The National Health Service University has announced that Warwick University will be its principal academic partner as it aims to transform health and social care education and win university status.
It also announced 11 regional academic partners, based around consortia of universities, to help it deliver education courses and carry out research across the UK.
In all, 80 universities responded to the NHSU's call for collaboration last August. Warwick's success is a coup for the university.
Bob Fryer, chief executive of the NHSU, said: "These partnerships, along with our existing alliances with the Open University, e-Universities and Ufi/Learn-direct, will enhance our capacity to attract high-quality staff, allow us to expand the range of courses we offer and enable us to reach out to a much wider audience."
David VandeLinde, vice-chancellor of Warwick, said: "We will be working with the NHSU to develop its academic structure, to assist it in developing its research capacity and analyse the educational needs of the health and social care labour market."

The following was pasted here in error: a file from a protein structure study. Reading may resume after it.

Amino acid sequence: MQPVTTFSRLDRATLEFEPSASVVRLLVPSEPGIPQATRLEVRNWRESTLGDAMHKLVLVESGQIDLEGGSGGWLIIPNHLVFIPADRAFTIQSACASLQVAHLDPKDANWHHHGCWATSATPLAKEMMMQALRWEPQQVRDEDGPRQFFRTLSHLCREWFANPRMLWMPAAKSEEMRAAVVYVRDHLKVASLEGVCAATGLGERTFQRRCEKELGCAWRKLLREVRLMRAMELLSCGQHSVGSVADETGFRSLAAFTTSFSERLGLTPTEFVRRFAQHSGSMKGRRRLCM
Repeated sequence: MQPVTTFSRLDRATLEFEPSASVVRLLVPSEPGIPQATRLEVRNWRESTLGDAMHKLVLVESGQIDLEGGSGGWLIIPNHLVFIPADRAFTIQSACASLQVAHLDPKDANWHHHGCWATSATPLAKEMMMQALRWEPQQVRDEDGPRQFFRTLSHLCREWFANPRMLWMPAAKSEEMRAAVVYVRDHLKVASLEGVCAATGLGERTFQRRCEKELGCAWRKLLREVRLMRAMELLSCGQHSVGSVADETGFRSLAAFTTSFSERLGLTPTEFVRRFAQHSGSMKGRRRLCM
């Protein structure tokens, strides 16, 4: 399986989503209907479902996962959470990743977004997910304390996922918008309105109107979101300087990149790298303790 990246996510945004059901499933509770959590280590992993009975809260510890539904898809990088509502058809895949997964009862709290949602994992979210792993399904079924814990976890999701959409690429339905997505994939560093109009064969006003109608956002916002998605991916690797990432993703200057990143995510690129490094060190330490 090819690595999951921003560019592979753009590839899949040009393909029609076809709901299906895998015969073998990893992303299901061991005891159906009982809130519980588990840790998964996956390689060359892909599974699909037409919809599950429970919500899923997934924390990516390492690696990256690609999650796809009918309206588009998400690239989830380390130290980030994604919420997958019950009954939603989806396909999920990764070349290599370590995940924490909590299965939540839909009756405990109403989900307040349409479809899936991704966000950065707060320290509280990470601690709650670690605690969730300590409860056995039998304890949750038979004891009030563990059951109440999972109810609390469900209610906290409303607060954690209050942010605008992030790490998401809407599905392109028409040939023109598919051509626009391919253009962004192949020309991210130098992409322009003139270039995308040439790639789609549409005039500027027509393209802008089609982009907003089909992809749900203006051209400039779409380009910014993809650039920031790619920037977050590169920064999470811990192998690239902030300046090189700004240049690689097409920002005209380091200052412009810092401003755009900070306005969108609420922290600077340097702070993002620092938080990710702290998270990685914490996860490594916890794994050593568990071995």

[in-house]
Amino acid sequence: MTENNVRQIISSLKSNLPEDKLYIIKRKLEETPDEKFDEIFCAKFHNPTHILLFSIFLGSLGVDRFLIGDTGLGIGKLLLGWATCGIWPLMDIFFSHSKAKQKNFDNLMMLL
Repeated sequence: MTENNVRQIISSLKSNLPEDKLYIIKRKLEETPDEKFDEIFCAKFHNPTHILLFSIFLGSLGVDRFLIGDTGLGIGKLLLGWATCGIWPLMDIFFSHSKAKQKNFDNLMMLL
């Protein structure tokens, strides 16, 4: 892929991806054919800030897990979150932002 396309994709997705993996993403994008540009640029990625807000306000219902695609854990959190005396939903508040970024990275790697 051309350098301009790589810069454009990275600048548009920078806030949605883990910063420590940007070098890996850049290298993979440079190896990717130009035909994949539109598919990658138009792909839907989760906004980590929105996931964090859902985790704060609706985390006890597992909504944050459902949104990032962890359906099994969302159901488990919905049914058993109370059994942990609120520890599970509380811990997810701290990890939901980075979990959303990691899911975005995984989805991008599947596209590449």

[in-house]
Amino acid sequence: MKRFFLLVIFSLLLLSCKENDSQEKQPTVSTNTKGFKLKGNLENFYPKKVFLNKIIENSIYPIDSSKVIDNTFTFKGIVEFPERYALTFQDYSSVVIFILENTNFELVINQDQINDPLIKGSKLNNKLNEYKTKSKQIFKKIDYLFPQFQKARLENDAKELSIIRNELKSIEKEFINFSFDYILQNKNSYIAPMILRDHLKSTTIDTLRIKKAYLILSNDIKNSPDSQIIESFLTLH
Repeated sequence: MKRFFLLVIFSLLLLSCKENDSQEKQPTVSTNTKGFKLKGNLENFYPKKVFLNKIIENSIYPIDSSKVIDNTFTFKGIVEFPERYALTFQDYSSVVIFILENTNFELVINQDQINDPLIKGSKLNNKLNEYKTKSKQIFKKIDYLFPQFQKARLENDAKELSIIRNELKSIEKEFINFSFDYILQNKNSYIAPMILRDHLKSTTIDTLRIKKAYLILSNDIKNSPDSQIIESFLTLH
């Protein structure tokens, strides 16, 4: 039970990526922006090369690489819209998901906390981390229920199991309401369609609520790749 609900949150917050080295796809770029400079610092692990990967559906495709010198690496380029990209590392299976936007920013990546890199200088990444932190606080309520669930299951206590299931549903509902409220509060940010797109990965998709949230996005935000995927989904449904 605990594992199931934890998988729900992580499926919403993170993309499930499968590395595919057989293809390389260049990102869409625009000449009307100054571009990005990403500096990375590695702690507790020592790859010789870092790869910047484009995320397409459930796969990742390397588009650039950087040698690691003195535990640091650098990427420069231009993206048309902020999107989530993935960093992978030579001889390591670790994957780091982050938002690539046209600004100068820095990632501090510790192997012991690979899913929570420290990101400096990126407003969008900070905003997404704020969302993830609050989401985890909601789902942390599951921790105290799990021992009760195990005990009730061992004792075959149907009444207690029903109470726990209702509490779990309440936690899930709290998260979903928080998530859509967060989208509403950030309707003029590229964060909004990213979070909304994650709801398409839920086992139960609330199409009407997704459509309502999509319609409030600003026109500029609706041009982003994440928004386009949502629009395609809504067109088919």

It is not yet clear where the NHSU headquarters will be. Space has been rented temporarily in central London.
Warwick, along with Leicester University (with which it has a joint medical school) and nearby Coventry University, is also one of the 11 regional consortia. "Regional partners will help the NHSU develop course material to support education and training," Professor VandeLinde said.
He said details of the partnership still had to be worked out. While Warwick would be paid for particular services delivered, the partnership was unlikely to result in a significant influx of funding.
"Warwick has always had good contacts with business. We are now building on courses such as our MBA in public administration to extend contacts in the public sector," Professor VandeLinde said.